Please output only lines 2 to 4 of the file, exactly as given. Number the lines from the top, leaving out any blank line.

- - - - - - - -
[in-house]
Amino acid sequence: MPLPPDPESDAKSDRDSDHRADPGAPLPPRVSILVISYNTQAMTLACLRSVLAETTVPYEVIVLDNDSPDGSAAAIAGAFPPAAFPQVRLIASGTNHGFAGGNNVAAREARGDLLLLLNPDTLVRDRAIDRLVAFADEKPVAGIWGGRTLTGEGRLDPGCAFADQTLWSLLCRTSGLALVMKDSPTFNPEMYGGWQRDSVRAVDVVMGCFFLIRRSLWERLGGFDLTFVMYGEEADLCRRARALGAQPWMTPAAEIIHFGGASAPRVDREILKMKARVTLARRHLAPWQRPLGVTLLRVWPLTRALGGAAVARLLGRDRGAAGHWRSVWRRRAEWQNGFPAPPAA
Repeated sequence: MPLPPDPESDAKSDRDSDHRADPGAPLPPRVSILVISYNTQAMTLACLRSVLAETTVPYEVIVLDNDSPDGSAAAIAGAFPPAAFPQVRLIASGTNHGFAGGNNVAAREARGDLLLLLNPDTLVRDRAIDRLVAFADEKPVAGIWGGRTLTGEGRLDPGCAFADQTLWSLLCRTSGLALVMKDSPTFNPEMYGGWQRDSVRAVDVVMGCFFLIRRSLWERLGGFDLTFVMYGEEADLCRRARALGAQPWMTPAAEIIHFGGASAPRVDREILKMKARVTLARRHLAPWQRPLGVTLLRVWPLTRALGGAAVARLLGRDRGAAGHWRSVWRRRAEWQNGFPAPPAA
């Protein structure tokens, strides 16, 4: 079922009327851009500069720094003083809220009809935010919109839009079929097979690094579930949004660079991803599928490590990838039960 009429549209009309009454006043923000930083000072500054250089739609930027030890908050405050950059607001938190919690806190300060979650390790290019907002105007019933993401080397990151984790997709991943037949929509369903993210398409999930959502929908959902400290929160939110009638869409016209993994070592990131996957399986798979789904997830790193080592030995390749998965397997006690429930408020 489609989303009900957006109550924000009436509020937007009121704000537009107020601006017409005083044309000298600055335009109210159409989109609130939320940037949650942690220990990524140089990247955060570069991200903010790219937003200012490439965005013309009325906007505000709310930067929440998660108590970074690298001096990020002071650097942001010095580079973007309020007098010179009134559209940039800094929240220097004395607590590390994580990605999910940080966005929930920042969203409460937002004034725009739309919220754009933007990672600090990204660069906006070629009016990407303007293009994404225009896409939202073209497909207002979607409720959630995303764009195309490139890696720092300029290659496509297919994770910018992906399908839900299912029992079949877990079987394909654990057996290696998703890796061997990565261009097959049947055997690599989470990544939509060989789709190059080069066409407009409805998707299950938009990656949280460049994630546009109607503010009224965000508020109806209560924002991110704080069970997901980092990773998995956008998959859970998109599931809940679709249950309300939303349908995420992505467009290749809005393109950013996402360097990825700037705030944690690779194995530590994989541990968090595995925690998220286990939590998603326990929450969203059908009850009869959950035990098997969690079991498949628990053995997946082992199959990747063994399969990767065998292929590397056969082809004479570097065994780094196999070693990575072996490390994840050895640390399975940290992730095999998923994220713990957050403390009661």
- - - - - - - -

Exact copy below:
Amino acid sequence: MPLPPDPESDAKSDRDSDHRADPGAPLPPRVSILVISYNTQAMTLACLRSVLAETTVPYEVIVLDNDSPDGSAAAIAGAFPPAAFPQVRLIASGTNHGFAGGNNVAAREARGDLLLLLNPDTLVRDRAIDRLVAFADEKPVAGIWGGRTLTGEGRLDPGCAFADQTLWSLLCRTSGLALVMKDSPTFNPEMYGGWQRDSVRAVDVVMGCFFLIRRSLWERLGGFDLTFVMYGEEADLCRRARALGAQPWMTPAAEIIHFGGASAPRVDREILKMKARVTLARRHLAPWQRPLGVTLLRVWPLTRALGGAAVARLLGRDRGAAGHWRSVWRRRAEWQNGFPAPPAA
Repeated sequence: MPLPPDPESDAKSDRDSDHRADPGAPLPPRVSILVISYNTQAMTLACLRSVLAETTVPYEVIVLDNDSPDGSAAAIAGAFPPAAFPQVRLIASGTNHGFAGGNNVAAREARGDLLLLLNPDTLVRDRAIDRLVAFADEKPVAGIWGGRTLTGEGRLDPGCAFADQTLWSLLCRTSGLALVMKDSPTFNPEMYGGWQRDSVRAVDVVMGCFFLIRRSLWERLGGFDLTFVMYGEEADLCRRARALGAQPWMTPAAEIIHFGGASAPRVDREILKMKARVTLARRHLAPWQRPLGVTLLRVWPLTRALGGAAVARLLGRDRGAAGHWRSVWRRRAEWQNGFPAPPAA
């Protein structure tokens, strides 16, 4: 079922009327851009500069720094003083809220009809935010919109839009079929097979690094579930949004660079991803599928490590990838039960 009429549209009309009454006043923000930083000072500054250089739609930027030890908050405050950059607001938190919690806190300060979650390790290019907002105007019933993401080397990151984790997709991943037949929509369903993210398409999930959502929908959902400290929160939110009638869409016209993994070592990131996957399986798979789904997830790193080592030995390749998965397997006690429930408020 489609989303009900957006109550924000009436509020937007009121704000537009107020601006017409005083044309000298600055335009109210159409989109609130939320940037949650942690220990990524140089990247955060570069991200903010790219937003200012490439965005013309009325906007505000709310930067929440998660108590970074690298001096990020002071650097942001010095580079973007309020007098010179009134559209940039800094929240220097004395607590590390994580990605999910940080966005929930920042969203409460937002004034725009739309919220754009933007990672600090990204660069906006070629009016990407303007293009994404225009896409939202073209497909207002979607409720959630995303764009195309490139890696720092300029290659496509297919994770910018992906399908839900299912029992079949877990079987394909654990057996290696998703890796061997990565261009097959049947055997690599989470990544939509060989789709190059080069066409407009409805998707299950938009990656949280460049994630546009109607503010009224965000508020109806209560924002991110704080069970997901980092990773998995956008998959859970998109599931809940679709249950309300939303349908995420992505467009290749809005393109950013996402360097990825700037705030944690690779194995530590994989541990968090595995925690998220286990939590998603326990929450969203059908009850009869959950035990098997969690079991498949628990053995997946082992199959990747063994399969990767065998292929590397056969082809004479570097065994780094196999070693990575072996490390994840050895640390399975940290992730095999998923994220713990957050403390009661």